Studies estimate that as many as half of all cancers in Ontario could be prevented by eliminating known risk factors like smoking, lack of exercise, and poor eating habits. Cancer screening is also an important part of prevention and early detection. Although not all cancers are preventable, there are ways to reduce your cancer risk. Here are five habits you can incorporate for a healthier lifestyle.
The Province provides free cancer screening through the Ontario Breast Screening Program, Ontario Cervical Screening Program and ColonCancerCheck program to look for signs of breast, cervical, and colon cancers. Thousands of Ontario residents are alive and healthy today because they were able to either prevent cancer or find it early through screening.
The Ontario Breast Screening Program (OBSP) provides free mammograms for women ages 50 to 74 with no signs of breast cancer, every two years. Early detection through mammography can result in more treatment options. For a list of local OBSP locations, click here. You can book your own appointment or book through your healthcare provider.
The Ontario Cervical Screening Program (OCSP) recommends Pap tests for anyone with a cervix ages 21 to 69, every three years. Pap tests are free and are available through your healthcare provider. Most cervical cancers are found in people who are not screened regularly. However, cervical cancer is almost entirely preventable, but that means getting a Pap test.
ColonCancerCheck provides a free, take-home screening test every two years for anyone, ages 50 to 74, living in Ontario with no symptoms or family history of colon cancer. This test is available through your healthcare provider. Anyone without a healthcare provider can call Telehealth Ontario’s colon cancer screening line at 1-866-828-9213 for information on how to obtain a test. Colon cancer is highly treatable when caught early. In fact, nine out of every 10 people with this cancer can be cured, thanks largely to early detection.
If you have never been screened for cancer and/or don’t have a healthcare provider, you can access all three screening tests on the Mobile Cancer Screening Coach. Call 1-855-338-3131 to book your appointment. Drop-ins are also welcome on a first-come, first-served basis.
Cut back or quit smoking
Smoking is responsible for an estimated 30 per cent of all cancer deaths in Canada. It also causes about 85 per cent of lung cancer cases. The more you smoke and the longer you smoke, the greater your risk of developing lung and other cancers. Other cancers that pose a higher risk to smokers include cancers of the oral cavity and pharynx, nasal cavity esophagus, stomach, colon, liver, pancreas, larynx, cervix, ovary, kidney, bladder and bone marrow.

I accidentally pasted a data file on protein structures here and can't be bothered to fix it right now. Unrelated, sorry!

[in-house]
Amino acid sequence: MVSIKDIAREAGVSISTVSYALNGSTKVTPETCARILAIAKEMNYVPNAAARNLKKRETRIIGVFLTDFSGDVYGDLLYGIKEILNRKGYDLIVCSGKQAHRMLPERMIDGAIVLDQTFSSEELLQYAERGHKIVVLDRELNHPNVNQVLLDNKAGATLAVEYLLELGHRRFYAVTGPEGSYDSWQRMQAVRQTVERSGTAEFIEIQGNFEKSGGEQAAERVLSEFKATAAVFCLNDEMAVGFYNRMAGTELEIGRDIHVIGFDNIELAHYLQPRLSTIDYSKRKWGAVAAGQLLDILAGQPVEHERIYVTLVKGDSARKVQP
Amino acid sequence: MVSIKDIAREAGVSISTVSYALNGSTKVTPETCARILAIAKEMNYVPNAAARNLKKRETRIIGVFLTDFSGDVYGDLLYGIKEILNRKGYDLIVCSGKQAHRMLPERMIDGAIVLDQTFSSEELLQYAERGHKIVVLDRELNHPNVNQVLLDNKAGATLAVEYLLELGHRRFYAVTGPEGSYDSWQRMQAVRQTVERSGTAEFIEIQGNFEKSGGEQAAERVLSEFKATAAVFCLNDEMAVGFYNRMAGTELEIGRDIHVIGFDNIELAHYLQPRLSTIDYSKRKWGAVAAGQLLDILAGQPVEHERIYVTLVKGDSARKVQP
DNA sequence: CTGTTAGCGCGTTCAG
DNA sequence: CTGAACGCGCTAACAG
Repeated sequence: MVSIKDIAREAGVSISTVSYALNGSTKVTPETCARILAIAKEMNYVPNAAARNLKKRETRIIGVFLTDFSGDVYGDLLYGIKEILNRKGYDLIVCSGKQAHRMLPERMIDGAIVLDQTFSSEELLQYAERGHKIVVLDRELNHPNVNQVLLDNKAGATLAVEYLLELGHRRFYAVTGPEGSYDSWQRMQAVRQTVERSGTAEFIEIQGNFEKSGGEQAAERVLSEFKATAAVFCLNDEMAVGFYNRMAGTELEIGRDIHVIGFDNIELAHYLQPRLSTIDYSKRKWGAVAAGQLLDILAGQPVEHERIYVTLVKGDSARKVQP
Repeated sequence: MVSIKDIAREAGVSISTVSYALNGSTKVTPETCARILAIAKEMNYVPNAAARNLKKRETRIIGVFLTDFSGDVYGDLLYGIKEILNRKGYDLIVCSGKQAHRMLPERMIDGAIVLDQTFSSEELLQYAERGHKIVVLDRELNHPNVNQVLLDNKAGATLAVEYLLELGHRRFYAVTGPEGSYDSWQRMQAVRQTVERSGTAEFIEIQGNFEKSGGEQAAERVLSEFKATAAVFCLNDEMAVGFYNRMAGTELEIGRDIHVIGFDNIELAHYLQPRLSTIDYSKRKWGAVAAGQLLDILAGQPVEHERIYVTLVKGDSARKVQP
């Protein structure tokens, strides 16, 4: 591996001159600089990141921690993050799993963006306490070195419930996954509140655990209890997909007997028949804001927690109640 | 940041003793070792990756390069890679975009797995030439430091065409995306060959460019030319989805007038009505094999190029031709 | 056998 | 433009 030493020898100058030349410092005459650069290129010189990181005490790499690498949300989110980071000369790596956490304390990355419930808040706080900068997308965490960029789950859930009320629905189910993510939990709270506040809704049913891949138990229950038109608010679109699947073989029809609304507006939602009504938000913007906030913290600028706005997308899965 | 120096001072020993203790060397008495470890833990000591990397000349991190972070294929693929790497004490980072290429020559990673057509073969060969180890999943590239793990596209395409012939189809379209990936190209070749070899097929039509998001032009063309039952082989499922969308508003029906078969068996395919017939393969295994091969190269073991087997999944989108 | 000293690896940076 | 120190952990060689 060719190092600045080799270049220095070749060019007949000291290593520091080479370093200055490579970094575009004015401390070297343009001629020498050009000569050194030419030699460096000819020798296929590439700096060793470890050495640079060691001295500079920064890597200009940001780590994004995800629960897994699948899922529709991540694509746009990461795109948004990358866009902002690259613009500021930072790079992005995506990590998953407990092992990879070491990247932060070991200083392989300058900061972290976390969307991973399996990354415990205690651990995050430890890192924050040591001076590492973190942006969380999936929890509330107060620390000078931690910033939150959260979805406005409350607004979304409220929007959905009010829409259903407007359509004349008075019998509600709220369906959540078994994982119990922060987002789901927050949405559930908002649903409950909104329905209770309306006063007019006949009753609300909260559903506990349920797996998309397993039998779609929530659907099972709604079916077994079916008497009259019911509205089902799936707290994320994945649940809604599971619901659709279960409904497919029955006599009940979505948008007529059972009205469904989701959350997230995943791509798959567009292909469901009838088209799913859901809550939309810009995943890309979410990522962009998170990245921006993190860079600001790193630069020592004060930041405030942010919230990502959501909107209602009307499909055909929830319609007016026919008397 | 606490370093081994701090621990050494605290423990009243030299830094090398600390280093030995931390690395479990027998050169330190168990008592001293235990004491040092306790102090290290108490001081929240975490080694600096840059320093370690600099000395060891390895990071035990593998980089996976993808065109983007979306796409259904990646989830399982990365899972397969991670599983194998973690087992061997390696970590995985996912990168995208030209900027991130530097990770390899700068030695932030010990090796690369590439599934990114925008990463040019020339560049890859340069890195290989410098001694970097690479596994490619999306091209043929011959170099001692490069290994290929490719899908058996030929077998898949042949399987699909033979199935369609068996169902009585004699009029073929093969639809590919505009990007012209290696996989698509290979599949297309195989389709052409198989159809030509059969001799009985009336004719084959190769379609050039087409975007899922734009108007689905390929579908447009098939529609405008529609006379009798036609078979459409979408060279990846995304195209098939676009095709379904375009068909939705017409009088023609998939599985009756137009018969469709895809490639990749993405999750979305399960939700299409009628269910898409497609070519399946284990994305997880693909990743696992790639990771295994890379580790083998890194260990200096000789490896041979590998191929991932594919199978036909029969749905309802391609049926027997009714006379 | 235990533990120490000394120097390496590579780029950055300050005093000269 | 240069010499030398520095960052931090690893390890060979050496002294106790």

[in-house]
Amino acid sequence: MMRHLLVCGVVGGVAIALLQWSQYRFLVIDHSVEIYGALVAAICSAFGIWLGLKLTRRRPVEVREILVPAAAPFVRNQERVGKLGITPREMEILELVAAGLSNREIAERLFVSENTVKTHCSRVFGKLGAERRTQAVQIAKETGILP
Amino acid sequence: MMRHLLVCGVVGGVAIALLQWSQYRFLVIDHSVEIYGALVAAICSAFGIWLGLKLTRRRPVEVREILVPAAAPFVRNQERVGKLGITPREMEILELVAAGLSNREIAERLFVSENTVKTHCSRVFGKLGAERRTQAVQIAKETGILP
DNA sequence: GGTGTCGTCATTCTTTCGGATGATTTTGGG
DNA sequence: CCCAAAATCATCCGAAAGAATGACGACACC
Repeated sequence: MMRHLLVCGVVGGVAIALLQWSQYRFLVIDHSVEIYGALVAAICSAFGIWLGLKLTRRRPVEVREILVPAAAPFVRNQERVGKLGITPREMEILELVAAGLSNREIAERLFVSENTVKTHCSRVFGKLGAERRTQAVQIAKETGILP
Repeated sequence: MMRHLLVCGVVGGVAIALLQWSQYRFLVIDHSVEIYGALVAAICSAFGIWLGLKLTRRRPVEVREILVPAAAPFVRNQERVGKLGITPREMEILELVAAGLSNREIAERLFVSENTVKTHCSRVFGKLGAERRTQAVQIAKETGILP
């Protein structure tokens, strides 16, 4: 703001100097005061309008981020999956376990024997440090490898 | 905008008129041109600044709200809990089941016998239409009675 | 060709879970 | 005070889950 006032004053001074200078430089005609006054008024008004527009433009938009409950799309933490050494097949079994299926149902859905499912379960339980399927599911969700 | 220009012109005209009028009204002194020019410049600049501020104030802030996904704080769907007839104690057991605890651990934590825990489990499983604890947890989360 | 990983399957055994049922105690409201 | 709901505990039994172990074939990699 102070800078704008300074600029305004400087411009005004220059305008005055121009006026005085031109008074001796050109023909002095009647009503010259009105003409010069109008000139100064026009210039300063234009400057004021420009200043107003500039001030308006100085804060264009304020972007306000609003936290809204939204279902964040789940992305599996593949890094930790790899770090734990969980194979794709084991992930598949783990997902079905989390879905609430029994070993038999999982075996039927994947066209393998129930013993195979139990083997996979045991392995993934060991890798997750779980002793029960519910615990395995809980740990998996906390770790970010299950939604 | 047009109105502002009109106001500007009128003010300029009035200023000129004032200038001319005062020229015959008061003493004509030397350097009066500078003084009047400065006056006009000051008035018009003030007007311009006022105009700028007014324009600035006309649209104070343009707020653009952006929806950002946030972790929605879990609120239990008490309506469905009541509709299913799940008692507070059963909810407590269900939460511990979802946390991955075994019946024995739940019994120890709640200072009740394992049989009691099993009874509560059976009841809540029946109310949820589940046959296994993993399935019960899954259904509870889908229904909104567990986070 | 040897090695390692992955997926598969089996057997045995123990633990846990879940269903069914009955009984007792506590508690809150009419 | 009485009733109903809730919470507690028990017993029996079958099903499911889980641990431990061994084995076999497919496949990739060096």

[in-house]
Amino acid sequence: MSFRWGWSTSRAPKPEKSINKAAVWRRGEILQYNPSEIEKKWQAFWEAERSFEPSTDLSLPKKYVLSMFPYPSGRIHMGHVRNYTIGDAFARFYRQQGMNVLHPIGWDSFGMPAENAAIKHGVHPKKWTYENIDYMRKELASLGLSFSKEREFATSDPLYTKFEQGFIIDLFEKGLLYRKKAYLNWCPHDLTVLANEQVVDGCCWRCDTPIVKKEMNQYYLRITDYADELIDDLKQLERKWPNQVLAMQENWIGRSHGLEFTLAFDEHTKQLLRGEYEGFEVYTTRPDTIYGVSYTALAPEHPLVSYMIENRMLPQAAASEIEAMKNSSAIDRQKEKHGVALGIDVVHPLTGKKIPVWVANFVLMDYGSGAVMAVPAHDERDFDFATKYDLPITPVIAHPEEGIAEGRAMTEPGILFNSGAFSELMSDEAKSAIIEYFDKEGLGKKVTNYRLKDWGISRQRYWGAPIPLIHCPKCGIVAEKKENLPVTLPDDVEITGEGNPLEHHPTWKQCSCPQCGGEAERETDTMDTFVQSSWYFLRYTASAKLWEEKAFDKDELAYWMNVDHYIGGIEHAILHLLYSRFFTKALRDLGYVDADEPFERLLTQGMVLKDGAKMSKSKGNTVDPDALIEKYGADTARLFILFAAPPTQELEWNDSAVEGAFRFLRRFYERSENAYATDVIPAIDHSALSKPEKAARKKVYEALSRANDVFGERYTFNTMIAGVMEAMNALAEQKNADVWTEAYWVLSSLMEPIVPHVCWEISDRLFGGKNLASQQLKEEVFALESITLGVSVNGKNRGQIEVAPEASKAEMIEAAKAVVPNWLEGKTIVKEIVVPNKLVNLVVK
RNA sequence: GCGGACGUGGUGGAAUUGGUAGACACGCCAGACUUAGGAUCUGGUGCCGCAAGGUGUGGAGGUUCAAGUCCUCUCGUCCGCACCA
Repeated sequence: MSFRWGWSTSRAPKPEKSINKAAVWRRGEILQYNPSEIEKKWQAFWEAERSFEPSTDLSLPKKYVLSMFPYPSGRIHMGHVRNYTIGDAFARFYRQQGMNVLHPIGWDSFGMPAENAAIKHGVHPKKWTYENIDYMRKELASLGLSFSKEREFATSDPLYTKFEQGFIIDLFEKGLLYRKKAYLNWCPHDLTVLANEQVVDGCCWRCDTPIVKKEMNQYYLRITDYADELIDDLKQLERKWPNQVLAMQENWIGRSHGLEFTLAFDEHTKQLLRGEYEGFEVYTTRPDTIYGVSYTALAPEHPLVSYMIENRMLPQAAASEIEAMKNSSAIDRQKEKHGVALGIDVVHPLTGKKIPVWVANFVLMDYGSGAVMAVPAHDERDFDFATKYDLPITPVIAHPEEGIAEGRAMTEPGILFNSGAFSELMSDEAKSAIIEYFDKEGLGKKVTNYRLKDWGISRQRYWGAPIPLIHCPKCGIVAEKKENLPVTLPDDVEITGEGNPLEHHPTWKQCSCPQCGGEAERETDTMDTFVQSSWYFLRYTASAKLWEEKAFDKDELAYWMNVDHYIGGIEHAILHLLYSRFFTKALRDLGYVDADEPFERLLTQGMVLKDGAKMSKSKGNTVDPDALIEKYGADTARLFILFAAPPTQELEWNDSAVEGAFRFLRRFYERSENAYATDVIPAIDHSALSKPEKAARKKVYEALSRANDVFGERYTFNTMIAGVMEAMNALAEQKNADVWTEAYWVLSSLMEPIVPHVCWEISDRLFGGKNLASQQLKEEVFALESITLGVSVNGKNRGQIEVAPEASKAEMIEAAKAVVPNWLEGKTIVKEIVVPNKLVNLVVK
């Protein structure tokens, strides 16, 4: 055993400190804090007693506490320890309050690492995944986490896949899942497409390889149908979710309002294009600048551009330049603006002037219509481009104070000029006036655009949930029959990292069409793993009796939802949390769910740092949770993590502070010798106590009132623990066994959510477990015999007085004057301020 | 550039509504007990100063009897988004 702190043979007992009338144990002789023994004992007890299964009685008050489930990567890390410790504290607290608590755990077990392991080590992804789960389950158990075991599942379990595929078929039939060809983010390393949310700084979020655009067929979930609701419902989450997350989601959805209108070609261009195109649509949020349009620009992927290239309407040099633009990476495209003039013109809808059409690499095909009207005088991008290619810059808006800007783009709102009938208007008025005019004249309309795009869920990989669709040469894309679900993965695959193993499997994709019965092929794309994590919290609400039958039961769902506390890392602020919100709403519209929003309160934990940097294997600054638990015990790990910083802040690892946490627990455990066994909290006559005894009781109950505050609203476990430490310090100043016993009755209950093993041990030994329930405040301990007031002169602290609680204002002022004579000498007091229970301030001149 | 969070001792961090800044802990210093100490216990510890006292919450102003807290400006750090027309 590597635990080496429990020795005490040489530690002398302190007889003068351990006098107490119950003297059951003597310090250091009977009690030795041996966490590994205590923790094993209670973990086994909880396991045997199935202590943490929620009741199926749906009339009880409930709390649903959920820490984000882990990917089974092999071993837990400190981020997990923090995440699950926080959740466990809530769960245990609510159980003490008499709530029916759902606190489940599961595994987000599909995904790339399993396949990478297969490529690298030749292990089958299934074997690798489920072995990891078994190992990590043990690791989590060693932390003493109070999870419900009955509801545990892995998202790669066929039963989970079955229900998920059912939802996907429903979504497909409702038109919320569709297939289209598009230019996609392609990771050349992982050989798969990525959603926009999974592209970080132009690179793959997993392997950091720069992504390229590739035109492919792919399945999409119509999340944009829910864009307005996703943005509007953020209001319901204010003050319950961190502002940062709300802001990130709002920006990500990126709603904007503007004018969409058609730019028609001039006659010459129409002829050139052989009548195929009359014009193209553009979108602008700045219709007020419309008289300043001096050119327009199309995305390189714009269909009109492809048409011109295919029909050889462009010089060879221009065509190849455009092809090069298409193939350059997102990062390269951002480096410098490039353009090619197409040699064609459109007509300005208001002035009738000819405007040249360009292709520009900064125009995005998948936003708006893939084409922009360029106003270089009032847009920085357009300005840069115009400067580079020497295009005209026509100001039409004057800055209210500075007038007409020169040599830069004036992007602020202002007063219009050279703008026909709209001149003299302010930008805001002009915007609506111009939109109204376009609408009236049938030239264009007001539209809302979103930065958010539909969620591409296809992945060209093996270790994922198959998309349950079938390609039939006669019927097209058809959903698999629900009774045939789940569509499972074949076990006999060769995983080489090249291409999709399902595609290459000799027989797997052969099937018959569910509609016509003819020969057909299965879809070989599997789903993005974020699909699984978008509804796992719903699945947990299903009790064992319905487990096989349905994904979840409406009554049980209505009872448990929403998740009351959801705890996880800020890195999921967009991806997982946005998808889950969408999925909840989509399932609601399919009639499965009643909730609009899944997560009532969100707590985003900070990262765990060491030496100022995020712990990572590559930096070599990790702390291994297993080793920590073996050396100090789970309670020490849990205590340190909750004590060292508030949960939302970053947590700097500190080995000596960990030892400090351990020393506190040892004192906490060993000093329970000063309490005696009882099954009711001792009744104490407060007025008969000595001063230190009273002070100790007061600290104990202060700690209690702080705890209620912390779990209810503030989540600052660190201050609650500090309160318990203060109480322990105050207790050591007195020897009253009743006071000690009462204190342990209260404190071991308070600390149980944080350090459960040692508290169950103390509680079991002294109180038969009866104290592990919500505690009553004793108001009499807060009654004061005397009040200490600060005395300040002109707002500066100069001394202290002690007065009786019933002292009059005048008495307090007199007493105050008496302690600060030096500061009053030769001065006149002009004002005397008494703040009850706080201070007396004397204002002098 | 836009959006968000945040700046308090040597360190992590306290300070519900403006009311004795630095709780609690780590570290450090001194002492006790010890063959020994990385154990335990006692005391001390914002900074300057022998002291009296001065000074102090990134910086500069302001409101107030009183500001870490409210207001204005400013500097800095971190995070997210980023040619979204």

Your best chance for quitting successfully is through a combination of support and medication.
Consider sharing your goal with friends, family members and coworkers, as well as ways they may be able to assist. Community resources can be extremely helpful too. Smokers’ Helpline offers a free phone service and 24/7 online and text messaging support. Also, consider hamiltonquitssmoking.com.
Over-the-counter nicotine replacement therapy comes in many forms including patches, gum, lozenges, mouth spray and inhalers. In addition, there are prescribed medications that you can discuss with your healthcare provider.
Some tips to help you quit include:
- Identify triggers like drinking alcohol, coffee and smoking after meals and how best to avoid or replace them
- Manage cravings with the 4 Ds: deep breathing, drinking water slowly, distraction and delaying by reminding yourself that the craving will pass
- Use rewards as an incentive, such as saving the money not spent on tobacco to treat yourself to something special
Knowing your risk
Cancer Care Ontario (CCO) offers a free online risk assessment tool, MyCancerIQ.ca, to help people determine their risk for six types of cancer — breast, cervical, colorectal, lung, melanoma and kidney. Anyone can use this easy tool. It takes less than five minutes to complete.
If you’re not comfortable answering some of the questions, there’s a “why is this important?” link that explains the significance of each question. It’s important that you answer each question honestly. You’ll then receive a personalized risk assessment and action plan including information on how to reduce your risk. This assessment is meant to help with lifestyle changes, and is not intended to diagnose cancer.
Since risk can change over time, CCO suggests using this online tool every so often to see whether there has been a change.
A diet full of fruit and vegetables may help your body fight many kinds of cancer. They can also help you maintain a healthy body weight, which may also lower your risk of developing some cancers. Health Canada has just issued its new Canada’s food guide with healthy eating recommendations.
Maintaining a healthy body weight through exercise can reduce the risk of developing certain cancers, including breast and colon cancer. Although it’s ideal to incorporate physical activity into each day, this doesn’t mean you need to go to the gym everyday for an intense workout. Daily activities like walking the dog, gardening and household chores help keep your body moving and contribute to your daily exercise. Check out the Public Health Agency of Canada’s tip sheets tip sheets for great ways to ensure physical activity is part of your daily routine.